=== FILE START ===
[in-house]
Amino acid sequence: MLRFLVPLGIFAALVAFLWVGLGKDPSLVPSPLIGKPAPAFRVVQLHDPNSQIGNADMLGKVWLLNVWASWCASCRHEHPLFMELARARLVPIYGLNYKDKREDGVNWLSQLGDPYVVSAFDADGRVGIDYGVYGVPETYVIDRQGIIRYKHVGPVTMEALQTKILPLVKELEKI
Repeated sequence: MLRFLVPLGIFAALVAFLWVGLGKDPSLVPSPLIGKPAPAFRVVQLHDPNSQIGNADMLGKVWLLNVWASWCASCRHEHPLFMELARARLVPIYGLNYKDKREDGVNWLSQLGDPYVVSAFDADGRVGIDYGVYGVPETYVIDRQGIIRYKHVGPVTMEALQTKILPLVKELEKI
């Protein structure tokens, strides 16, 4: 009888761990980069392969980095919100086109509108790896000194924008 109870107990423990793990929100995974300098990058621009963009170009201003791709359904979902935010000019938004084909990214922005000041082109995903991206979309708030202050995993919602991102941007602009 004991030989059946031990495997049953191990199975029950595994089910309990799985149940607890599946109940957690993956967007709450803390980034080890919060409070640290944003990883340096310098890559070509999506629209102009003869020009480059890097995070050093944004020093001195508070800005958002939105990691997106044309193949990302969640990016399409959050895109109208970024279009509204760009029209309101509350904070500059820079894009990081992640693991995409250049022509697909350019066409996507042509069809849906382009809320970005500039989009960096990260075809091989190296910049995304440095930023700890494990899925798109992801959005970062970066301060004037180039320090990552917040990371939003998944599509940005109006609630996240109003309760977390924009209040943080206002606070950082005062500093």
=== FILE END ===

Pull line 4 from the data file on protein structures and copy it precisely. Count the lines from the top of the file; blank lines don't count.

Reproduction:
């Protein structure tokens, strides 16, 4: 009888761990980069392969980095919100086109509108790896000194924008 109870107990423990793990929100995974300098990058621009963009170009201003791709359904979902935010000019938004084909990214922005000041082109995903991206979309708030202050995993919602991102941007602009 004991030989059946031990495997049953191990199975029950595994089910309990799985149940607890599946109940957690993956967007709450803390980034080890919060409070640290944003990883340096310098890559070509999506629209102009003869020009480059890097995070050093944004020093001195508070800005958002939105990691997106044309193949990302969640990016399409959050895109109208970024279009509204760009029209309101509350904070500059820079894009990081992640693991995409250049022509697909350019066409996507042509069809849906382009809320970005500039989009960096990260075809091989190296910049995304440095930023700890494990899925798109992801959005970062970066301060004037180039320090990552917040990371939003998944599509940005109006609630996240109003309760977390924009209040943080206002606070950082005062500093």